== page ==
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May 29, 2017

(From Prabhupada Meditations by Satsvarupa Das Gosvami)

In the late 1960s, one of Srila Prabhupada's arrivals into New York was featured in the New York Daily News. They published several photos of devotees surrounding Swamiji at the airport, offering him garlands and dancing joyfully. The headline was, "Swami, How They Love You." Although it was a pun on the Al Jolson song, "Swanee, How I Love You," the phrase, "Swami, How They Love You" captured the essence. Even the News reporter saw the bhakti.

This was one of the main features of Krsna consciousness in the early years -- devotees loving Swamiji. You can see it in a photo which was included in an early edition of Isopanisad. It shows devotees running down Second Avenue in the middle of the road, barefooted and completely unrestrained. Some of the men are bare-chested, with their japa beads bouncing around their necks.

The girls in saris are like the descriptions of the gopis, who were in such a rush that they didn't comb their hair properly or put their earrings on in the right position. Swamiji had just arrived at 26 Second Avenue and these devotees are about a block away, north of the storefront. They're all running south, towards him. Nandakisora is there, Patita Uddharana, Madhusudana's wife and others. Whatever you may say about that photo, you can't say they were unenthusiastic on catching sight of Swamiji.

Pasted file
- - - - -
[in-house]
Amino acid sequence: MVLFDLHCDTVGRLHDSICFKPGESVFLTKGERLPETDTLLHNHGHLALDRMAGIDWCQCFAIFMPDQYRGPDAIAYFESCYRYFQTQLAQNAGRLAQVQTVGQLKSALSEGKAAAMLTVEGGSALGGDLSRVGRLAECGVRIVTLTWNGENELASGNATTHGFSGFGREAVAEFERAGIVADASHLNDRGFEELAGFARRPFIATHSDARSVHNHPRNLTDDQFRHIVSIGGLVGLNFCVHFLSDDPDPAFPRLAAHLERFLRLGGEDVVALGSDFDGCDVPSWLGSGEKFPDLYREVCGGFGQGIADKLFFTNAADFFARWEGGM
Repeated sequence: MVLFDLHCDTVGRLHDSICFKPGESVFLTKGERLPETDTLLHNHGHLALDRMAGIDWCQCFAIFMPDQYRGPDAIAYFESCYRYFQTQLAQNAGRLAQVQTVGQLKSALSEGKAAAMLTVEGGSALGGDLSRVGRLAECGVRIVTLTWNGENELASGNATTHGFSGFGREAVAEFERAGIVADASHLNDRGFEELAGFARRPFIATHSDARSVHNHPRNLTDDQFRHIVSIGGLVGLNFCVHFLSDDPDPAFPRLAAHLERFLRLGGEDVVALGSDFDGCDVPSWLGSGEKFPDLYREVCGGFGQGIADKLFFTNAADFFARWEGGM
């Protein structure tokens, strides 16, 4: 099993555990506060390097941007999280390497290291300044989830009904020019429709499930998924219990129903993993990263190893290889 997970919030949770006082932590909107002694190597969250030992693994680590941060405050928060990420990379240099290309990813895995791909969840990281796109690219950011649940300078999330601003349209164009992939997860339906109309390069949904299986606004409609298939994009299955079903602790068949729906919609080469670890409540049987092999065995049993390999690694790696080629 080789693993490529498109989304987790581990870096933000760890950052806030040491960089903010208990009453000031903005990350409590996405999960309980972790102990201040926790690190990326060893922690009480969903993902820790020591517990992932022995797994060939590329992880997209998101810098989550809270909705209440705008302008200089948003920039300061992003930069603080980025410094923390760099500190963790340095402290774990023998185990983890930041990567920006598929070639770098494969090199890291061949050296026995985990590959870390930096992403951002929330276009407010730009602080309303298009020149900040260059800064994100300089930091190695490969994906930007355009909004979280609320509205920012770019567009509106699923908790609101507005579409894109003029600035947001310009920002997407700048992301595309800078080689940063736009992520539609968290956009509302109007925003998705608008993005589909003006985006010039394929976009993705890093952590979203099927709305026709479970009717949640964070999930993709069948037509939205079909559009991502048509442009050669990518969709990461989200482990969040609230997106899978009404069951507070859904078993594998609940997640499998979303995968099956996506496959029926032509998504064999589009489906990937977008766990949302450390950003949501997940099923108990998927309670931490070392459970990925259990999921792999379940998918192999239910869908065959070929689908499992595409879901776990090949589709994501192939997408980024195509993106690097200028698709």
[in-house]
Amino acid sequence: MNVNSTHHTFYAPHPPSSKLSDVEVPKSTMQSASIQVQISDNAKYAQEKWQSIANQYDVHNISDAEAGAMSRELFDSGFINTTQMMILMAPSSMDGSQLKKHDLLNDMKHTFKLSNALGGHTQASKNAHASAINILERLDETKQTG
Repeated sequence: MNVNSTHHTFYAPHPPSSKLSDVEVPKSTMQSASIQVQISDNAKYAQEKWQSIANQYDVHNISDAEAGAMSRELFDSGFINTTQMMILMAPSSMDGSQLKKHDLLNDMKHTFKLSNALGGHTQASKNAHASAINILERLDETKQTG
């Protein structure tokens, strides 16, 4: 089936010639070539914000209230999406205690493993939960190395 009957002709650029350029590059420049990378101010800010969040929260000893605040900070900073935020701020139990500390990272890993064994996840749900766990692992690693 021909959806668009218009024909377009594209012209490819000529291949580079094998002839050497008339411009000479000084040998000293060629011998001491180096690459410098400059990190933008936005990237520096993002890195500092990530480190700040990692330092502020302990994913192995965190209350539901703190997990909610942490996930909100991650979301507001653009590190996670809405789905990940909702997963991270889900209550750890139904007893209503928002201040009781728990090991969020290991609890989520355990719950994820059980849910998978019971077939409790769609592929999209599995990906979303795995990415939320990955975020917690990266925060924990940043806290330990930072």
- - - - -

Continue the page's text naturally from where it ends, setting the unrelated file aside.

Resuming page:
Some of the young girls became so effusive in praising Prabhupada that he restrained them. They used to scream and sigh during his lectures when he reached over to drink water or if he made a facial expression while describing Lord Nrsimha-deva, or if he did almost anything. So one day Prabhupada told Brahmananda to tell the girls (these were several high school girls, Indira, Ekayani, Kanchanbala and Lilasuka) that they should be more sober in the presence of the spiritual master.

Overflowing affection for Prabhupada wasn't expressed only in emotional displays, but in a willingness to do whatever he asked, and a complete trust in him.